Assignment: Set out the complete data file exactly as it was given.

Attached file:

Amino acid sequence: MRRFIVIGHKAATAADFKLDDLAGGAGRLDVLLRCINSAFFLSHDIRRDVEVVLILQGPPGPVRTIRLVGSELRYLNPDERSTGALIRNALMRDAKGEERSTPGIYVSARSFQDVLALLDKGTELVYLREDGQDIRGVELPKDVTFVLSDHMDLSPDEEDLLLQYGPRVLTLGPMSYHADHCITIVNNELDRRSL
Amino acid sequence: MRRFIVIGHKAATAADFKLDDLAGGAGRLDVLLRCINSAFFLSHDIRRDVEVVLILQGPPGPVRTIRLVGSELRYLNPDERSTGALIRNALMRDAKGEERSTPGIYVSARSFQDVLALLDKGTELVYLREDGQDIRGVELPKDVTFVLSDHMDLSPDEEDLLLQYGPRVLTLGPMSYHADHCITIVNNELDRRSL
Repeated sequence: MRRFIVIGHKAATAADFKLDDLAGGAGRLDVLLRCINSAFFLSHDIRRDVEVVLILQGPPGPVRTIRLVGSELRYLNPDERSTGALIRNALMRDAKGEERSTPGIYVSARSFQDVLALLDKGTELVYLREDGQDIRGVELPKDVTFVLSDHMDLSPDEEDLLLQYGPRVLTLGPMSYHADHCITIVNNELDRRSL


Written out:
Amino acid sequence: MRRFIVIGHKAATAADFKLDDLAGGAGRLDVLLRCINSAFFLSHDIRRDVEVVLILQGPPGPVRTIRLVGSELRYLNPDERSTGALIRNALMRDAKGEERSTPGIYVSARSFQDVLALLDKGTELVYLREDGQDIRGVELPKDVTFVLSDHMDLSPDEEDLLLQYGPRVLTLGPMSYHADHCITIVNNELDRRSL
Amino acid sequence: MRRFIVIGHKAATAADFKLDDLAGGAGRLDVLLRCINSAFFLSHDIRRDVEVVLILQGPPGPVRTIRLVGSELRYLNPDERSTGALIRNALMRDAKGEERSTPGIYVSARSFQDVLALLDKGTELVYLREDGQDIRGVELPKDVTFVLSDHMDLSPDEEDLLLQYGPRVLTLGPMSYHADHCITIVNNELDRRSL
Repeated sequence: MRRFIVIGHKAATAADFKLDDLAGGAGRLDVLLRCINSAFFLSHDIRRDVEVVLILQGPPGPVRTIRLVGSELRYLNPDERSTGALIRNALMRDAKGEERSTPGIYVSARSFQDVLALLDKGTELVYLREDGQDIRGVELPKDVTFVLSDHMDLSPDEEDLLLQYGPRVLTLGPMSYHADHCITIVNNELDRRSL